A Brooklyn company takes hot chocolate back to its ancient roots
BROOKLYN – Creamy, rich, and sweet. That’s how most of us expect our hot chocolate to taste. But the new Mast Brothers’ Brew Bar in Brooklyn’s trendy Williamsburg neighborhood aims to change all that. The popular craft chocolate makers recently opened a minimalist café a few doors down from their factory, but they don’t sell coffee or even traditional hot chocolate there. What they’re making is a different kind of chocolate drink entirely, a stripped-down brew inspired by ancient Aztecs and Mayans—one that’s been lost for centuries.
The practice, as explained to Hemispheres by Clay Gordon (author of Discover Chocolate and founder of the website The Chocolate Life), involved Aztecs and Mayans fermenting, drying, roasting and grinding cocoa beans before combining them with water, flavorings (such as chili peppers or vanilla) and foaming agents (such as tree sap). The resulting drink would have been quite bitter.
“It’s not actually until the beans find their way back to Europe [around 1530] that the idea of serving it hot and adding sugar to it to make it palatable becomes common,” says Gordon, who adds that, in the United States, hot chocolate drinks became popular during the American Revolution, when it was unfashionable to drink tea.
For its modern take on this ancient method, the Brew Bar adds ground nibs to a tea bag and steeps it for four to eight minutes. You can then add almonds, chilies, maple syrup, coffee, black tea or sea salt to the drink for flavor. The cold brew is steeped for 24 hours.
“It certainly changes your notion of hot chocolate, which is usually too sweet and very rich with cream or milk,” says pastry chef Michelle Tampakis, the resident chocolate expert at New York’s Institute of Culinary Education.
Just as with Mast Brothers chocolate bars, you have a choice of origin for your brewed chocolate, with beans from Peru, Madagascar, Belize, the Dominican Republic and Papua New Guinea. And much as with wine, each bean boasts regional terroir. Cocoa beans from Peru, for example, are more fruity, while those from Papua New Guinea are distinctly smoky.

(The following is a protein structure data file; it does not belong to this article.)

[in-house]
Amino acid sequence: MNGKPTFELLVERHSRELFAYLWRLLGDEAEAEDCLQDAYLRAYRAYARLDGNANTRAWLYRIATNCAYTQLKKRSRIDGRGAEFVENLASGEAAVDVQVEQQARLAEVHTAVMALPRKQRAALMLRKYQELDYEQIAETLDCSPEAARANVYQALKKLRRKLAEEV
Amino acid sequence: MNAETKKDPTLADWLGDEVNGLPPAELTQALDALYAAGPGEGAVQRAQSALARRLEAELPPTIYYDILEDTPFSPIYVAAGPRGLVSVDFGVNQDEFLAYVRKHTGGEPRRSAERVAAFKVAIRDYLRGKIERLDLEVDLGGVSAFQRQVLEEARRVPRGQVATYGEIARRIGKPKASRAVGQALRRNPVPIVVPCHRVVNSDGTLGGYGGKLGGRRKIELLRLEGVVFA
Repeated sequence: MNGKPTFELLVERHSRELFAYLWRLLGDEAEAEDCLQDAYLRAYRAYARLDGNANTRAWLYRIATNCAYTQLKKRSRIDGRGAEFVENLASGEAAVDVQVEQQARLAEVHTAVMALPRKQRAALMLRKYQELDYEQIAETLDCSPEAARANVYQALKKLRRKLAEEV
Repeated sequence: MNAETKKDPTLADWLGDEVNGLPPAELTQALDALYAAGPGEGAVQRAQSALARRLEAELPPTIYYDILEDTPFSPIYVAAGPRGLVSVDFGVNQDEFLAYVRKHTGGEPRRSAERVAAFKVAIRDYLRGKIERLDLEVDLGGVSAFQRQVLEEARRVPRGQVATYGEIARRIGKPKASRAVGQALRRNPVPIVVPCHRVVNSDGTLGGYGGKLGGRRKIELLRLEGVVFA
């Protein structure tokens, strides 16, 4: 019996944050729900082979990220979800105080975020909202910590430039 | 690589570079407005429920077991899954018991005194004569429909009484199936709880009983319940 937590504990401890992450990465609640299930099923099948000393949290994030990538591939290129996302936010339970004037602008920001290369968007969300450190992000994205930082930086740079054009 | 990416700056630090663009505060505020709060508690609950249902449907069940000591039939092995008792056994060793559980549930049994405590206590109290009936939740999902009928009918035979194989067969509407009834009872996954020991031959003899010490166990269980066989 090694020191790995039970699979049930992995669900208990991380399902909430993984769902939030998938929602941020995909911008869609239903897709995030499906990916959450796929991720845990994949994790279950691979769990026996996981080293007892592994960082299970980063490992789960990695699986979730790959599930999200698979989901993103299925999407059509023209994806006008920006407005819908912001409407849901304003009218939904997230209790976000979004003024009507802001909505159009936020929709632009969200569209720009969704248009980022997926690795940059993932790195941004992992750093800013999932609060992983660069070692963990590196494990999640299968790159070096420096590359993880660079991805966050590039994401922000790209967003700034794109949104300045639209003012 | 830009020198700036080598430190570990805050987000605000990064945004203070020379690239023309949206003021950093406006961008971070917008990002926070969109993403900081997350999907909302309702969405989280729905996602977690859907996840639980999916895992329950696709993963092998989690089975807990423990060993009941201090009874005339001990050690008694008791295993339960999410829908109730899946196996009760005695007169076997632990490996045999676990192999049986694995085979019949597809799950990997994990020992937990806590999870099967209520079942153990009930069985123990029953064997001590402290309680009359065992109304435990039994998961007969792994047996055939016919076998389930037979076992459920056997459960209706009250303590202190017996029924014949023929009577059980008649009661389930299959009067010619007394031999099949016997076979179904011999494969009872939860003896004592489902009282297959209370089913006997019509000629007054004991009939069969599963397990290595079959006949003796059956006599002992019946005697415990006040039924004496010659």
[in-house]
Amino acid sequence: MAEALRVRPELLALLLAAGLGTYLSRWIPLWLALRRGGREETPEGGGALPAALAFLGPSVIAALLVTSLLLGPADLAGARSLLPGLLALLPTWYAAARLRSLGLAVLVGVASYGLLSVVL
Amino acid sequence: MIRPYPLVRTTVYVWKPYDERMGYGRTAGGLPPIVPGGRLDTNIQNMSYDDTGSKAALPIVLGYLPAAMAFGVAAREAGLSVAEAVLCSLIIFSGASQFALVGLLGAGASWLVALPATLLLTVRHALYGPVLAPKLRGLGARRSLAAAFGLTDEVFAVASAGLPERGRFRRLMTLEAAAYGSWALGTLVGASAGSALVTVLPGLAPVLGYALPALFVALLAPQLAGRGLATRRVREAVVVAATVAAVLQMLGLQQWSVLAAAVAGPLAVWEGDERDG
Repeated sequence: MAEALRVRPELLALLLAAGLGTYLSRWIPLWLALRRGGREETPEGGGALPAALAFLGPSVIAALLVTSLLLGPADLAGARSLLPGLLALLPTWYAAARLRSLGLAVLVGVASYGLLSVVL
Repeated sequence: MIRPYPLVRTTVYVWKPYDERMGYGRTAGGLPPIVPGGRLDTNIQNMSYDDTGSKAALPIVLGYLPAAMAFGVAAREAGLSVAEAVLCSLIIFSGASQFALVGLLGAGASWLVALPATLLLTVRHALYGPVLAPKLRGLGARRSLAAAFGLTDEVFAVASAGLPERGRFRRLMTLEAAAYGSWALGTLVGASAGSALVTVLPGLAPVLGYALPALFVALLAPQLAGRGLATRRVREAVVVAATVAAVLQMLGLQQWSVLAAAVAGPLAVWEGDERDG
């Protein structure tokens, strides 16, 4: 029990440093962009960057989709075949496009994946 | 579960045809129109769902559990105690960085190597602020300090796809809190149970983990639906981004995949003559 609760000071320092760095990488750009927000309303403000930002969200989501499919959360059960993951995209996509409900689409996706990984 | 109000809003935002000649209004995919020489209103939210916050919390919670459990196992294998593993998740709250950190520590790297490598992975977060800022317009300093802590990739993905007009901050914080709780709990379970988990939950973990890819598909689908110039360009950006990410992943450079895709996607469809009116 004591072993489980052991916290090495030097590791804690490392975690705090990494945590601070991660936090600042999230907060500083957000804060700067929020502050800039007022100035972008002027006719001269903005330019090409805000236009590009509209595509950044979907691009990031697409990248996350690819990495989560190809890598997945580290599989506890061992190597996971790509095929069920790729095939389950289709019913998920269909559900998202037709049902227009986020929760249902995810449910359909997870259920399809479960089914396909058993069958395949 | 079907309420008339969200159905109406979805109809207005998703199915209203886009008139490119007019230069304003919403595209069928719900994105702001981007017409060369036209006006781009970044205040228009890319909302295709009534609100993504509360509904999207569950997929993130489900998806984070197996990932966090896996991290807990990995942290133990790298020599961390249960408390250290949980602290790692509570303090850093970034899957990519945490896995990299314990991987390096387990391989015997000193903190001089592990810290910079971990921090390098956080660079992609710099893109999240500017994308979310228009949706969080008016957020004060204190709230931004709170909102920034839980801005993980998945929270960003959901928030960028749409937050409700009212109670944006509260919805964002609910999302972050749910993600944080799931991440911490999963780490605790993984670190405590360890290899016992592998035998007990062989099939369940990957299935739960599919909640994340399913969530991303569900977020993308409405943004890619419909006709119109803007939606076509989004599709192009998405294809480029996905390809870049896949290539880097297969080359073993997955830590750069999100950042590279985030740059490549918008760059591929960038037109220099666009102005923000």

“It’s come full circle, to go back to a specific-origin bean, just with water, so you really have an opportunity to taste the terroir of the bean itself,” says Tampakis. “The beans have quite a fruitiness to them so you don’t really need a lot of sugar—you taste the bean itself.”
At Brew Bar, if you really do need your sugar and cream, there’s simple syrup and milk on hand. But be warned: Even if you add both of these, it still won’t taste like the hot chocolate you grew up with. And that’s just how the Mast Brothers want it. (Image courtesy of Mast Brothers)
PORTUGAL – Two of the best chefs in Portugal grew up far from the beach, reared on schnitzel and wurst instead of bacalao and chouriço. Until recently, these Austrian transplants, Hans Neuner and Dieter Koschina, ran the only spots in the country with two Michelin stars (a native Portuguese chef joined their ranks last year). They’ve earned international accolades—and homegrown respect—with an unlikely mix of Teutonic and Iberian flavors, a fusion cuisine that’s become its own genre on the sun-kissed Algarve, the palm-filled beach region on the country’s southern coast. Their restaurants, a short drive from each other, have helped turn a region best known for its package-tour vacations into a serious foodie destination.
“After ten years working in Germany, I was sick of the weather!” says Neuner, the young Tyrolean who launched Ocean restaurant at the clifftop Vila Vita Parc Hotel in 2007. Drawn south by the flood of German-speaking tourists who filled the Algarve’s beach resorts, Austrian chefs like Neuner have become the biggest food stars in their adopted country, as dominant as French chefs once were in the States.